Party games, ice cream ... and horses

Party games, ice cream ... and horses

For family members, a way to share love of horses

URBANA — Katrina Olson jokes that her rural Urbana family decided to start a horse party business as a way to "subsidize their horse habit."

The Olsons opened Misty Pines Stables last fall, a business that offers two-hour parties for birthdays and children's groups, badge programs for Girl Scouts and Boy Scouts, and gift certificates for 30-minute horse rides. When children come to Misty Pines, they learn how to groom and saddle a horse and then go for a ride in an outdoor arena.

The family's interest in horses started about six years ago when daughter Hailey did a Girl Scout activity as a second-grader.

"It seemed to be something she was very interested in," Katrina said.

At the time, the Olsons lived in Savoy, so owning a horse didn't seem like a possibility. Dad Scott Olson volunteered for several years with the Society for Hooved Animals' Rescue and Emergency (SHARE) near Dewey, where he learned about caring for horses and repairing stalls, fences and equipment.

Katrina took classes at Parkland, and daughters Hailey and Sydney took riding lessons.

Scott and Katrina are both educators — Scott is a professor of civil and environmental engineering, and Katrina teaches advertising and public relations at the University of Illinois.

"We just read a lot and bought books (about horses)," Katrina said.

While neither Scott nor Katrina grew up on farms, Scott did have some family members who owned horses. The idea of moving to the country almost three years ago and buying horses didn't happen overnight.

"It was a very thoughtful and gradual process," Katrina said.

But the decision to make the plunge came one night when the Olsons were watching a western called "Open Range."

"Scott said, 'We should just do it,'" Katrina recalled. "I'm very social, so I didn't know if I could live in the country, but it's been nice."

The Olsons wanted a few acres in the country with a newer home. They ended up making an offer the day their home went on the market. They now have a total of 7 acres, some of which the Olsons use to grow hay to feed the horses.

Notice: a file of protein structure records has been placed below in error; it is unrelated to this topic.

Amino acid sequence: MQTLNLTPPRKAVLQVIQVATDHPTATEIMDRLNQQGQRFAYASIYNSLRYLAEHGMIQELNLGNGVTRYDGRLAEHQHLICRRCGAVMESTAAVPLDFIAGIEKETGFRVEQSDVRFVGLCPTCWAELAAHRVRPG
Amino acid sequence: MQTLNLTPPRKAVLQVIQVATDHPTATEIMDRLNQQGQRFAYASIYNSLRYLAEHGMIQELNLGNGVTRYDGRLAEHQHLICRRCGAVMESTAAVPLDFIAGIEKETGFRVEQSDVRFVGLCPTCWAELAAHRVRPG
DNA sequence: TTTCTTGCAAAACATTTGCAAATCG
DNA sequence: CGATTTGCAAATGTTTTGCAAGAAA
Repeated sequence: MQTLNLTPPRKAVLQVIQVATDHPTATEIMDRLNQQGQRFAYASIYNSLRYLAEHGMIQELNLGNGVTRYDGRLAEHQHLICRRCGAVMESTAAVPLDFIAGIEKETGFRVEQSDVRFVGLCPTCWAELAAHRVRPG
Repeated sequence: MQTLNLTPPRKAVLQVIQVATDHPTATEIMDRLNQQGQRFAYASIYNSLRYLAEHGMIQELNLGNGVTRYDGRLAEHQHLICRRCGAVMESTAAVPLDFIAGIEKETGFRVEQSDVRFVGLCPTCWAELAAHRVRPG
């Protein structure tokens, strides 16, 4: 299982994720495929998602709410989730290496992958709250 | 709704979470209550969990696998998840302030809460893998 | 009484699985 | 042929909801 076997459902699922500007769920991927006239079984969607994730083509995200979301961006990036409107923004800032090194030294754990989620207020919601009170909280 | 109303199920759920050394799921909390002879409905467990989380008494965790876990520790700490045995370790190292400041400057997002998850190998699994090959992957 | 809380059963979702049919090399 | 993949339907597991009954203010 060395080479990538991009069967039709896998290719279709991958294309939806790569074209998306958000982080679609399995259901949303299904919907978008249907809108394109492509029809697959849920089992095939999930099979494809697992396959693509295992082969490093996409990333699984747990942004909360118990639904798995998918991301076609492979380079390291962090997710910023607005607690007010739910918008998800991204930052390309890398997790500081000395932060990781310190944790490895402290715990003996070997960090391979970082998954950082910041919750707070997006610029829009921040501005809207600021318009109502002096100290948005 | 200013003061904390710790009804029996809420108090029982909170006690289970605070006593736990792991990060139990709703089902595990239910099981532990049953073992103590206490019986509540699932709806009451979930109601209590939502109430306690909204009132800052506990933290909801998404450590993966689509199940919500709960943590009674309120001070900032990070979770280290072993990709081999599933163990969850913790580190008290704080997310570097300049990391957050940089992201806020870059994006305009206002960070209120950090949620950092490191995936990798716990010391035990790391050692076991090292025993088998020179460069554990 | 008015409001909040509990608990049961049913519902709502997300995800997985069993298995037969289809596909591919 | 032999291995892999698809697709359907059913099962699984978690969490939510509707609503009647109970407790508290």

It took some time to build the physical structure. Scott's father and brother helped with building stalls and lofts, a party room and cabinetry.

"A lot of stuff here I collected from resale shops," Katrina said. "Of course, you need saddles and other stuff."

In addition to boarding two horses for other people, the Olsons bought two of their own, Okey and Boots. They're both American Paint Horses (a combination of Pinto and Quarter Horse) and older mares (Okey is 22, Boots 19).

"They're warm and they're really fun to ride," Sydney said.

Horses typically have a life expectancy of 35 to 40 years, according to Katrina.

"We don't blanket our horses, so in the winter they grow a thick coat," Katrina said. "We have learned so much in the last four or five years."

The Olsons wanted a way to share their love for horses with others. Katrina sometimes invites teaching assistants to come out and ride with her, but the family wanted more.

"We're not really qualified to do lessons," Katrina said. "But we think every horse should have a job. They need stuff to do."

Hailey and Sydney had run a pet-sitting business when they lived in Savoy. Katrina felt her experience with planning events and with throwing parties for her daughters would help her with the family's new venture. She noticed that there weren't that many venues for children's parties in the area other than the traditional gyms and museums.

"It was something different and unusual," she said. "It's a novelty. You don't often get to ride a 900-pound animal around. We want people to be exposed to something different and to have fun."

The business differs from those where children ride ponies around in a circle tethered to a turnstile. "They're full-size horses, not little ponies," Katrina said.

The Olsons plan to keep parties to 10 or fewer people. The barn has a 12-foot-by-24-foot party room where guests can serve cake and ice cream. There are horse crafts, coloring pages, games and puzzles — even a board gamed called Horseopoly for partygoers to enjoy.

The Olsons have educational materials about horses, their safety and their care that children will review before having any contact with the horses at Misty Pines.

"We don't want kids coming here and going home saying, 'Mommy, let's buy a horse,'" Katrina said. "They eat all year and poop all year. So it's a big responsibility. A large part of this for us is education. It's an opportunity for them to learn something."

Christine Walsh is editor of The County Star, a News-Gazette community newspaper. For more, visit


What: Misty Pines Stables

Where: 1096 County Road 1800 E, Urbana, 7 miles east of Savoy's Willard Airport on Airport Road

Parties: Available at 1 and 4 p.m. on Saturdays, 3 p.m. on Sundays. When school is not in session, the business will offer daytime parties as well.

For more: Call 217-979-6771 or visit

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